Saturday, August 22, 2015

David Phillips' Weather Whiplash Warning

It snowed yesterday in Alberta, just to the west of Calgary. Canada's rainforest has turned tinder dry. The east has experienced a curious summer that seemed unable to make up its mind - wet or dry, cold or hot.  Let's put it this way: things have changed.

EnviroCan's senior climatologist, David Phillips, warns our municipalities remain unprepared for what's coming leaving Canadians vulnerable to "weather whiplash."

In the last five years, Canadian cities have been buried in record-breaking snowfall, scorched by unprecedented wildfires, blasted by tornadoes, hurricanes and lightning strikes, limping from one natural disaster to the next as the bills for emergency repairs climb.

"You've got to keep pace with it and we haven't kept pace with it," David Phillips said in a recent interview.

The Federation of Canadian Municipalities, which is calling on the next federal government to invest an extra $1.5 billion a year in infrastructure, says that's easier said than done.

"Municipalities are ready, willing and able ...What we need is stable, long-term funding sufficient to cover off these costs that we know are already in a deficit position," president Raymond Louie said Friday from Vancouver.

1.5-billion dollars sounds like a lot but it's actually just a drop in a very large bucket. Some experts believe Canada needs to be spending hundreds of billions of dollars - now - on rehabilitating, reinforcing and, where necessary, replacing core infrastructure to meet the challenges of a far more demanding climate.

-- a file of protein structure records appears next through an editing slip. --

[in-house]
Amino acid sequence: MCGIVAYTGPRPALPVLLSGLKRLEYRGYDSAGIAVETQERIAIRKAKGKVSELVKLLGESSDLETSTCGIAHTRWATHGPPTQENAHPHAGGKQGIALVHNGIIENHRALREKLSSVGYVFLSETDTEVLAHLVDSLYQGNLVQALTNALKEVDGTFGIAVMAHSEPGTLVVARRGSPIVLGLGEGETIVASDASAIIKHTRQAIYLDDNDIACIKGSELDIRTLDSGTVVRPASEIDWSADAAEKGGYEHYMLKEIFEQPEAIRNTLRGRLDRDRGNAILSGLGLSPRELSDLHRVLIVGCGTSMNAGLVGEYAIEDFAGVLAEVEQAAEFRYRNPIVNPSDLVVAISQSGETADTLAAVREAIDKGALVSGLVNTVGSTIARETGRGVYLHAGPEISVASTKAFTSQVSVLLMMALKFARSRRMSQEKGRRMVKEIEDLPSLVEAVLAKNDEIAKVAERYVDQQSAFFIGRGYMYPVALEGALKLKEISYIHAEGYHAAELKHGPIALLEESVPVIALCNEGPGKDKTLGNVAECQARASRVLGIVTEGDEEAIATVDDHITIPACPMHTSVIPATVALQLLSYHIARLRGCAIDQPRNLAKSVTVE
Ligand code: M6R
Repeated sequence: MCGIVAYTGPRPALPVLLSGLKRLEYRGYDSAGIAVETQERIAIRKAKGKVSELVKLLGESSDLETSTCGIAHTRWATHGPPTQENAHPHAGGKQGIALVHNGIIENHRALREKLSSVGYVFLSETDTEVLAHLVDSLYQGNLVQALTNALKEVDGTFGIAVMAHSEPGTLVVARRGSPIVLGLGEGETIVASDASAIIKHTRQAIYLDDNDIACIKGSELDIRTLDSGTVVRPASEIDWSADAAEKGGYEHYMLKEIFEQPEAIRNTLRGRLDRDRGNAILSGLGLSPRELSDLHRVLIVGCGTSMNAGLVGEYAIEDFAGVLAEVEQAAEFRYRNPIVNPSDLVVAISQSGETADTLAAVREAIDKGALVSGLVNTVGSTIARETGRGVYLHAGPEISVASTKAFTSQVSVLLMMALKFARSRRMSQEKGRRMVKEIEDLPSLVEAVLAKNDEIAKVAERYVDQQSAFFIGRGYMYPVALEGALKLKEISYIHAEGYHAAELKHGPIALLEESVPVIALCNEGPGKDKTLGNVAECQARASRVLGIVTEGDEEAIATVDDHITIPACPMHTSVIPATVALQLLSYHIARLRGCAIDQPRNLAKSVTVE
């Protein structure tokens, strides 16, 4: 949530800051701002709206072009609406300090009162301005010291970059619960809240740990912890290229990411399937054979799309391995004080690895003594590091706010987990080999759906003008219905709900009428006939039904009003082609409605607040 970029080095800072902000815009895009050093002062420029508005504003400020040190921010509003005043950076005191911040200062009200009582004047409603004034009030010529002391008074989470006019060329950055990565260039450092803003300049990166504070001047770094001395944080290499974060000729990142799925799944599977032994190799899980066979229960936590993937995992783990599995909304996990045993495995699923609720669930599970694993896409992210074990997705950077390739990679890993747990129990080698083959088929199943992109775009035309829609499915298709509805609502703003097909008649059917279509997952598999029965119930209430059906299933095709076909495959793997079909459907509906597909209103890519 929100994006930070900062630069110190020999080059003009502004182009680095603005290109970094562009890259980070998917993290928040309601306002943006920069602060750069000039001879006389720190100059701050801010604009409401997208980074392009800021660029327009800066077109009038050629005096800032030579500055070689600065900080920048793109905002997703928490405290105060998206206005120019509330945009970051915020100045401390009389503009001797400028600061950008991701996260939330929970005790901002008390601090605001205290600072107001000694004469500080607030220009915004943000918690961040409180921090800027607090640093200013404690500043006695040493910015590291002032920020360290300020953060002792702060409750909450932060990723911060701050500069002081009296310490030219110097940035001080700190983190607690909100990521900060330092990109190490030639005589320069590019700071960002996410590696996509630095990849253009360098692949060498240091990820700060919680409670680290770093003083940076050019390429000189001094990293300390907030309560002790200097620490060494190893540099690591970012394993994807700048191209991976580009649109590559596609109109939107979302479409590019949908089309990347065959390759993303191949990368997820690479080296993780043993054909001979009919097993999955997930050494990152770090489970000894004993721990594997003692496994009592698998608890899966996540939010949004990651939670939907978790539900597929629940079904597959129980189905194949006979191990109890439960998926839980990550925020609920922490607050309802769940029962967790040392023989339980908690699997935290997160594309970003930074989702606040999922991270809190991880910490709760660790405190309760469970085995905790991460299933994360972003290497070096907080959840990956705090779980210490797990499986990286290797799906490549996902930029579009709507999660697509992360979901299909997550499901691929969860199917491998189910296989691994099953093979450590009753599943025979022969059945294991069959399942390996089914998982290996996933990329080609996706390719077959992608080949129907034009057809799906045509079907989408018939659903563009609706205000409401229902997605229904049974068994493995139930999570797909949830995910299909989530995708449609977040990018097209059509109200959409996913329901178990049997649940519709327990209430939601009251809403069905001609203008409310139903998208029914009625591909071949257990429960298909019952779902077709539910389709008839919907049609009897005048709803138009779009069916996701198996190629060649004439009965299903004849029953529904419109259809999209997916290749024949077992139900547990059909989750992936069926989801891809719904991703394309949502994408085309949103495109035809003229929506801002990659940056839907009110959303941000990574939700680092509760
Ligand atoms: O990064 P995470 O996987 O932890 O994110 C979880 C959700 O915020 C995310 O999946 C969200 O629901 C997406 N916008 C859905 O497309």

That sounds ominous to a public that thinks they need more tax cuts and prefer their politicians to share their enthusiasm for paring government to the bone. Too late will they discover that a defunded government is incapable of providing core infrastructure without which there'll be no modern economy and precious few jobs.

My little town is a classic example of municipal dysfunction. They're still planning (only planning mind you)  for 1-metre sea level rise by 2100, a polyanna-ish forecast that's now hopelessly out of date.  You can spend a lot of money preparing for 1-metre of sea level rise that will be largely wasted if that prediction turns out to be grossly understated.  Meanwhile, even as residents are beset by severe water restrictions due to drought, the municipal council plays chamber of commerce to happily churn out building permits to all and any who apply.  The notion that if you can't provide water security to your existing residents maybe you should put a moratorium on explosive growth until you get the water problem resolved is considered heretical.

I wish we could see the light but we might have to open our eyes first.

1 comment:

Anonymous said...

The people in my little town used to dump fertilizer, animal shit and dead animals into the river. They would build bonfires in the spring on the river bank to attract fish so they could spear them. But, eventually, the river became so polluted they couldn't even do that.

My little town.